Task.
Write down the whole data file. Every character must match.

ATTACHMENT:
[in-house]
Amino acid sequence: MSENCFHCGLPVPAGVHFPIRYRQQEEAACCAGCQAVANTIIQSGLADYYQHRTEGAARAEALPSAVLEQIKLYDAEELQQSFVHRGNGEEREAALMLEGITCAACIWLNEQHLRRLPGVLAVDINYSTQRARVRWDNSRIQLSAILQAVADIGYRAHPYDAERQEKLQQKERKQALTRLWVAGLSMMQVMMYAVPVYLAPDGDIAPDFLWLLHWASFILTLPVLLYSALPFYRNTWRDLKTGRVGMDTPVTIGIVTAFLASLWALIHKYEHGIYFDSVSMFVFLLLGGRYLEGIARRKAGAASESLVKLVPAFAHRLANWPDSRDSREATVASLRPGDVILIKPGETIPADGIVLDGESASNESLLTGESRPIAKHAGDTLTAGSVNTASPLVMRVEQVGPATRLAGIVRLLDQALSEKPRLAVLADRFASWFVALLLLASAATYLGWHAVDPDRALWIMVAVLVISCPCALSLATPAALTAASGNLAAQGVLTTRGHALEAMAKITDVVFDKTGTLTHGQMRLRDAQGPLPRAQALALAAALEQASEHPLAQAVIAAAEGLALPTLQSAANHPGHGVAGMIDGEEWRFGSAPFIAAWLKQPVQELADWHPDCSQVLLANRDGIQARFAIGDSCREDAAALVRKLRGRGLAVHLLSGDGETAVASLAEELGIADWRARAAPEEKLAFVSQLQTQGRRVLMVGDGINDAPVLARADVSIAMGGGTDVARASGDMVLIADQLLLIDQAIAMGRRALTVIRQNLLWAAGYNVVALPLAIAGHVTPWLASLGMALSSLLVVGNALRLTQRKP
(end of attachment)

[in-house]
Amino acid sequence: MSENCFHCGLPVPAGVHFPIRYRQQEEAACCAGCQAVANTIIQSGLADYYQHRTEGAARAEALPSAVLEQIKLYDAEELQQSFVHRGNGEEREAALMLEGITCAACIWLNEQHLRRLPGVLAVDINYSTQRARVRWDNSRIQLSAILQAVADIGYRAHPYDAERQEKLQQKERKQALTRLWVAGLSMMQVMMYAVPVYLAPDGDIAPDFLWLLHWASFILTLPVLLYSALPFYRNTWRDLKTGRVGMDTPVTIGIVTAFLASLWALIHKYEHGIYFDSVSMFVFLLLGGRYLEGIARRKAGAASESLVKLVPAFAHRLANWPDSRDSREATVASLRPGDVILIKPGETIPADGIVLDGESASNESLLTGESRPIAKHAGDTLTAGSVNTASPLVMRVEQVGPATRLAGIVRLLDQALSEKPRLAVLADRFASWFVALLLLASAATYLGWHAVDPDRALWIMVAVLVISCPCALSLATPAALTAASGNLAAQGVLTTRGHALEAMAKITDVVFDKTGTLTHGQMRLRDAQGPLPRAQALALAAALEQASEHPLAQAVIAAAEGLALPTLQSAANHPGHGVAGMIDGEEWRFGSAPFIAAWLKQPVQELADWHPDCSQVLLANRDGIQARFAIGDSCREDAAALVRKLRGRGLAVHLLSGDGETAVASLAEELGIADWRARAAPEEKLAFVSQLQTQGRRVLMVGDGINDAPVLARADVSIAMGGGTDVARASGDMVLIADQLLLIDQAIAMGRRALTVIRQNLLWAAGYNVVALPLAIAGHVTPWLASLGMALSSLLVVGNALRLTQRKP